Significant improvements in adherence, blood pressure, and LDL cholesterol with polypill

From Cardiology News, 6 May 2014:

A polypill combining aspirin, simvastatin, and two antihypertensive drugs has shown a significant improvement in adherence as well as reductions in blood pressure and LDL cholesterol in patients with existing heart disease, according to data from a large international multicenter trial.

The Single Pill to Avert Cardiovascular Events (SPACE) project – a randomized, open-label, controlled trial in 3,140 patients – showed a 43% increase in patient adherence to their medication at 12 months.

Data presented at the World Congress of Cardiology 2014 showed the polypill also led to a statistically significant 2.8–mm Hg drop in systolic blood pressure and 0.1 mmol/L decline in LDL cholesterol.

Presenter and epidemiologist Dr. Ruth Webster said adherence was one of three primary outcomes of the analysis, which included data from three separately run but coordinated trials in Australia, New Zealand, Europe, and India.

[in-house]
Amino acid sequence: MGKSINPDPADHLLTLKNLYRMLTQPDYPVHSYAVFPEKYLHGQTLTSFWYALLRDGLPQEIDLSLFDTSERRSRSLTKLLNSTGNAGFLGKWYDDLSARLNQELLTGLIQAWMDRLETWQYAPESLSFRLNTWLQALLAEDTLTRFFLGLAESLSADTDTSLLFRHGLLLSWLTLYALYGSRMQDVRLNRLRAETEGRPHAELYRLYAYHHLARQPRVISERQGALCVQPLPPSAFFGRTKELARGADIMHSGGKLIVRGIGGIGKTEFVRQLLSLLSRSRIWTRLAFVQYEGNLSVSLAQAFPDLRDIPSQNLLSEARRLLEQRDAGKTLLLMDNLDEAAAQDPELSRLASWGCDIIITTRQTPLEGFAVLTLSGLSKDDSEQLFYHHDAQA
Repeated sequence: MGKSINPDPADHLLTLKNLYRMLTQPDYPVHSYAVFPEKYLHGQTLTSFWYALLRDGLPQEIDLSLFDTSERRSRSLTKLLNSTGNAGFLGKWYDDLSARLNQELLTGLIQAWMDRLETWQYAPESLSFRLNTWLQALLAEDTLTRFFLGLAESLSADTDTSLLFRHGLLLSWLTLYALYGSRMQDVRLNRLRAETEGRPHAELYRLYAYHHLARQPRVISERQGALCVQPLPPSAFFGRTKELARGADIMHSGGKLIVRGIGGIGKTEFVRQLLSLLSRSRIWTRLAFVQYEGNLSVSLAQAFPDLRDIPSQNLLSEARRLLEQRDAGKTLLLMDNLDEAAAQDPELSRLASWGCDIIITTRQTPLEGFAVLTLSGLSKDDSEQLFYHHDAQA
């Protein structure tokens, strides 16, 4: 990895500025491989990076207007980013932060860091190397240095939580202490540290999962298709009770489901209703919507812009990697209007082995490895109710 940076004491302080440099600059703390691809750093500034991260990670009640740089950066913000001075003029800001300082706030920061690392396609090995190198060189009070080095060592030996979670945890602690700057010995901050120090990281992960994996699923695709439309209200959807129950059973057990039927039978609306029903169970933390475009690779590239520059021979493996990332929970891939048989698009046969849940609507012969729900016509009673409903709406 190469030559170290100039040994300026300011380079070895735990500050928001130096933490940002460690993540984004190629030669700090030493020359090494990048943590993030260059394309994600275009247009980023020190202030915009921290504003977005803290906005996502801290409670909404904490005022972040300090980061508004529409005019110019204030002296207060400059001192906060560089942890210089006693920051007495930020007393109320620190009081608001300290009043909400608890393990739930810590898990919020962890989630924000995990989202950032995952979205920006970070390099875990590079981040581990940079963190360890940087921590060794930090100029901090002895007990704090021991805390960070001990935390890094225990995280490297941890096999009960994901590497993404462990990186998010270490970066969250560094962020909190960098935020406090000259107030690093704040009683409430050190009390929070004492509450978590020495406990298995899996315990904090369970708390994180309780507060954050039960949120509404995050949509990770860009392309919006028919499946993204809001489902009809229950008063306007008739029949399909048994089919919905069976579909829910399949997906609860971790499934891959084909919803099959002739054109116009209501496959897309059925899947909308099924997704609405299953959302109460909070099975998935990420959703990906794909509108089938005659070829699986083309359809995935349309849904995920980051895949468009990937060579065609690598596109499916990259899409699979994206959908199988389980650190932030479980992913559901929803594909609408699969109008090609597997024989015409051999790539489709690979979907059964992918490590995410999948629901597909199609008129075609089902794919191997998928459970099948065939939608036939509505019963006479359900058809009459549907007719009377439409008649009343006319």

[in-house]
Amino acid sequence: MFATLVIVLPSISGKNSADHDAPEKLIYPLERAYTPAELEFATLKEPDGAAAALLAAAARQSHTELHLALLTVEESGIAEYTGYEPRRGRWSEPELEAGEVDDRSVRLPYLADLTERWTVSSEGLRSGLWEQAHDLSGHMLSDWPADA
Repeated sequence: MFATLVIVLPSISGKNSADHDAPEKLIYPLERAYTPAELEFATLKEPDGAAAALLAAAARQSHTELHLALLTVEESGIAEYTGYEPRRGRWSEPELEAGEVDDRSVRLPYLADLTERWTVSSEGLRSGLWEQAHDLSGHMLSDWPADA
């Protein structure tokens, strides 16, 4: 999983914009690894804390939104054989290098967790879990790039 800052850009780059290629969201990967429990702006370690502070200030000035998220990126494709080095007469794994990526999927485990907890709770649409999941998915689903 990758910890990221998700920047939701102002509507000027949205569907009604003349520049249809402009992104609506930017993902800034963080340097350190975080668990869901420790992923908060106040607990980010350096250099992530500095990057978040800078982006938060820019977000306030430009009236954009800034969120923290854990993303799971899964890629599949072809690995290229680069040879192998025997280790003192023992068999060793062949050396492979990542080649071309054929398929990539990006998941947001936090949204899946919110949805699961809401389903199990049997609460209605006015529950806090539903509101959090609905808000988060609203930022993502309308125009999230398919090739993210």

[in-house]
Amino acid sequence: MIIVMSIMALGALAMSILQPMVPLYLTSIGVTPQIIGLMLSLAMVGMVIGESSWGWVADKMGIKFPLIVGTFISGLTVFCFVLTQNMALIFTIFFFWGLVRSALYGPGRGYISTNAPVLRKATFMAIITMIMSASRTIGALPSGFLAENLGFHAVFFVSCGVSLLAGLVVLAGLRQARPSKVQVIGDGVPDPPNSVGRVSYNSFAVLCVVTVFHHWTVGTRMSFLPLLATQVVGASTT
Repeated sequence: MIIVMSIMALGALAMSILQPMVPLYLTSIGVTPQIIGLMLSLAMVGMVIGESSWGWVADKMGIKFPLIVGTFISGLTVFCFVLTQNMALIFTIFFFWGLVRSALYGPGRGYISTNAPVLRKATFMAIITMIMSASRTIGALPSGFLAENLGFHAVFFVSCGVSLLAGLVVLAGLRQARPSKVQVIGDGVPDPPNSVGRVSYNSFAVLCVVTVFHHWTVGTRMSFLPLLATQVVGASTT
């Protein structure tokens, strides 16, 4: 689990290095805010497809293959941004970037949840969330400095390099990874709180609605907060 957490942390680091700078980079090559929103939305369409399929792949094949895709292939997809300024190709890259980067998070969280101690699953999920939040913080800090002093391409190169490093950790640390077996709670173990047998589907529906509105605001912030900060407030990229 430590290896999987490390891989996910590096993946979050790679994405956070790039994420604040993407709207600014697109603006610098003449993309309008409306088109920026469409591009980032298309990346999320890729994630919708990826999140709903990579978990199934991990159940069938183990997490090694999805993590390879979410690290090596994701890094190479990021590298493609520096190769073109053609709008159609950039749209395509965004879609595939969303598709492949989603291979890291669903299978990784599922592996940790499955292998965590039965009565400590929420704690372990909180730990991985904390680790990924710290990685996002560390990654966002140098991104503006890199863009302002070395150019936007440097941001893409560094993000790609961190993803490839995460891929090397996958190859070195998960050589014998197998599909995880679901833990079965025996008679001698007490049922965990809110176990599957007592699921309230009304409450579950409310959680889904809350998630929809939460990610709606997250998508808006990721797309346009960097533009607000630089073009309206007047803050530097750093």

“In high-income countries, about 50% of people who should be taking their medications take them, and in lower-middle income countries, 90% of people don’t take their medications,” said Dr. Webster, international coordinator for the SPACE collaboration and research fellow at The George Institute for Global Health.

“An estimated 100 million people worldwide should be taking these drugs but aren’t, so in that context even small improvements in blood pressure and LDL cholesterol will have a massive impact globally,” Dr. Webster said at the meeting sponsored by the World Heart Federation. Read more.

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